Should Drinking Age Be Lowered from Twenty One to Eighteen Essay

Submitted By tmrolle
Words: 1217
Pages: 5

In fall of 2009, a group over one hundred college presidents including the heads of Dartmouth, Virginia Tech and Duke all signed a declaration (Stahl, Page 1) stating that the twenty-one drinking age is not working and is creating more alcohol problem in colleges. I strongly agree with them, when it comes to lowering the drinking age to eighteen I am totally for it. At the age of eighteen most Americans are considered an adult, they are able to make many choices on their own such as joining the military, voting, getting married and even purchasing a firearm, so why are they not allowed to make a decision about purchasing and drinking alcohol. Although lowering the drinking age to eighteen may seem unethical, it should be considered because an eighteen year old is mainly consisted an adult, lowering the drinking age can decrease underage and undercover drinkers and limit alcohol problems in colleges and in our society.
Firstly, at the age of eighteen Americans is mainly considered an adult, they have the rights to purchase and drink alcohol. At eighteen you make many major decisions such as voting, joining the military, getting married and even purchase a firearm. If the government gives an eighteen year old all of these responsibilities, why are they not given the choice to buy and purchase alcohol? When joining the military, you have to fight for the country which can lead to injuries or even death but yet they are not allowed to make a decision to drink alcohol? At eighteen, one can get married and have the wedding of their dreams, but when giving a toast they are not allowed to drink the wine? These issues just sounds somewhat hypocritical don’t you think? If the government sees an eighteen year old as an adults why limit them to a drinking age law? That just isn’t fair. Once you are considered and treated as an adult you should have every right to make all of your own decision.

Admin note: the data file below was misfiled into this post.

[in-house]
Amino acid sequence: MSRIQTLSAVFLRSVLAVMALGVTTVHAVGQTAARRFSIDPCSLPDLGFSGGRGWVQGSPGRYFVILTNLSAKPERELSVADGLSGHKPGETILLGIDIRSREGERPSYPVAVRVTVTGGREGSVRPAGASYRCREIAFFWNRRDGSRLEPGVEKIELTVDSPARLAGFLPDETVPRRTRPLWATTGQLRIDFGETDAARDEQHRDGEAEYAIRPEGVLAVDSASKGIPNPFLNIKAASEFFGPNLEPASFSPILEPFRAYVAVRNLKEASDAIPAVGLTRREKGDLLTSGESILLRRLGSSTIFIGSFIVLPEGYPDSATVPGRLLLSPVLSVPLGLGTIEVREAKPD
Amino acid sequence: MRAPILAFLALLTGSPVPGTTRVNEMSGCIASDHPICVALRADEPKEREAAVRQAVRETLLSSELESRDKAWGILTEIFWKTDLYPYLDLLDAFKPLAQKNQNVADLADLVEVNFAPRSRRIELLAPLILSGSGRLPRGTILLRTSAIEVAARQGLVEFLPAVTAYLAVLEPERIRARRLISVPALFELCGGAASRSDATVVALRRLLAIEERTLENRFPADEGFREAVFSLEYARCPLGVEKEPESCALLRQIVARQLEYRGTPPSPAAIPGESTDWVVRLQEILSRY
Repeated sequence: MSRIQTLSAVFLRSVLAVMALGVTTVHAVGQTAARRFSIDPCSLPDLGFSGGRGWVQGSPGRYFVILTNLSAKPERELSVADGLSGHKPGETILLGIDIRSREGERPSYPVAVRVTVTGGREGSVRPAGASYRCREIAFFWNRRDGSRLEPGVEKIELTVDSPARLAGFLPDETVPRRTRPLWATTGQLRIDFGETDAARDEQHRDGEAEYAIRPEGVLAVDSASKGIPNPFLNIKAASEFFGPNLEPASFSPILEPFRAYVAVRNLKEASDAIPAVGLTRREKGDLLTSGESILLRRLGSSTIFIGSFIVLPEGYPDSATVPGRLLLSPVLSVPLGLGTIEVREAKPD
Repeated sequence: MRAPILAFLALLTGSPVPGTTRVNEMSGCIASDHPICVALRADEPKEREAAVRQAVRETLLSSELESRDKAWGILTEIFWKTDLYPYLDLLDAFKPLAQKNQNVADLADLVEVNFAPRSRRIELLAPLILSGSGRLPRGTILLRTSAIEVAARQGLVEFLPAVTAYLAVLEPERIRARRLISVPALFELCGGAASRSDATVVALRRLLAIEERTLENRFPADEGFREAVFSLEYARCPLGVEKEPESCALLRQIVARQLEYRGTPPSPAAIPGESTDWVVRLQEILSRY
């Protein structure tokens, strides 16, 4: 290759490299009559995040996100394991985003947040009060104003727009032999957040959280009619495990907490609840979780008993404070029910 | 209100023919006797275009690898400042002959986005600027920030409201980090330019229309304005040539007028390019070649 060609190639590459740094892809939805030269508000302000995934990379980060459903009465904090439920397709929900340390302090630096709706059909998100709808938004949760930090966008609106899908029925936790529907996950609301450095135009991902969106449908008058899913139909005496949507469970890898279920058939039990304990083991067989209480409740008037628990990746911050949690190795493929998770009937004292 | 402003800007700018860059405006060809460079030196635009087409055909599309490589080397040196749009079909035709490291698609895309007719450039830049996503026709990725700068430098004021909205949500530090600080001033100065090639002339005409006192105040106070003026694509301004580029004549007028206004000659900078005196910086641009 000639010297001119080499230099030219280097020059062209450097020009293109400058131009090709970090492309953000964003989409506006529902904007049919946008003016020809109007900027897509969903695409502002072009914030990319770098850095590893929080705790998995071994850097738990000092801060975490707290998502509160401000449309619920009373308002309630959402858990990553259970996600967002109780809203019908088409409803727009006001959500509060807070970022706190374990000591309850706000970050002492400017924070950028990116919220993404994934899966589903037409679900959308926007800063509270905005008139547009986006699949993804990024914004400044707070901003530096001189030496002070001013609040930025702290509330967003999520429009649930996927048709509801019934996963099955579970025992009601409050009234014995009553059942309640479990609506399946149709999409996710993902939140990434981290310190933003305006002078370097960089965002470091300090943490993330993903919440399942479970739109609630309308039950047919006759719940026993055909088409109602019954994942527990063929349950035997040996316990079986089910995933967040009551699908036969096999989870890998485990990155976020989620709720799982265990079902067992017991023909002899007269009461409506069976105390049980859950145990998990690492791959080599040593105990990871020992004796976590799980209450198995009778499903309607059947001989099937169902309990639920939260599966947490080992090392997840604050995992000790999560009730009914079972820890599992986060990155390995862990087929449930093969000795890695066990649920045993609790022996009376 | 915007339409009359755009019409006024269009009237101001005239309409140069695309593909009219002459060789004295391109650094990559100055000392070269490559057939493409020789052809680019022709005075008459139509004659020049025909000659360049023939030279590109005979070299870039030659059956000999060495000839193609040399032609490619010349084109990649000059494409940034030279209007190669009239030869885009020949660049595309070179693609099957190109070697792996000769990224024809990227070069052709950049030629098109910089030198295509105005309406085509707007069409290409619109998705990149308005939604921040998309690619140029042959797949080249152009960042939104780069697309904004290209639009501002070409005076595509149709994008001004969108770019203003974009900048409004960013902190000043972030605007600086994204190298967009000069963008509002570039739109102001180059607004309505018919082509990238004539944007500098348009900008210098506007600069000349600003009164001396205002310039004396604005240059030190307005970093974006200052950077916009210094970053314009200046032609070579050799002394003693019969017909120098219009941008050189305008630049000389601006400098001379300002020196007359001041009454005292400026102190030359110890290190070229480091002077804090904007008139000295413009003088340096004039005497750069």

Secondly, if the drinking age was lowered to eighteen there would be less undercover and heavy drinking from teenagers. According to a study showed on CNN.com, 22% of all students under twenty one compare to 18% of students over twenty one are heavy drinker (Stahl, Page 3). This shows that people under twenty one tend to drink more when they get a hold of alcohol because they are uncertain as to when they might get it again. They see alcohol as a forbidden fruit, which make them curious and because they cannot drink in public they tend to become heavy drinkers behind closed doors. Heavy drinking can lead to alcohol poisoning and even death. In contrast if drinking is made legal for anyone over eighteen, drinking can take place in public. It can then be supervised by the police, security guards and even health workers.
Thirdly, if the government lowered the drinking age to eighteen, there would be less alcohol related problem in colleges. Colleges and Universities often argue that the legal drinking age should be eighteen because outlawing alcohol consumption in college for those under twenty one is just making the problem worse. These colleges say that allowing alcohol consumption legally may help cut down on alcohol related deaths. Gordy Balley is a prime example; he was a freshman at the University of Colorado at Boulder in 2004. He had to drink alcohol in order to get into a fraternity; he then passed out and died of alcohol poisoning. The fraternity brother left him on the library couch for nine hour, they were afraid to call the police because they know that they gave Balley and other fraternity brother alcohol knowing they were underage, they also had a variety of alcohol in the house which was a violation. According to an interview with Balley parent on CNN Network, they were asked “If the drinking age was eighteen do you think the fraternity brother would have call for help? Their response was YES, they explain that if the fraternity brother did not break any laws they would have nothing to lose or be afraid of and maybe there son…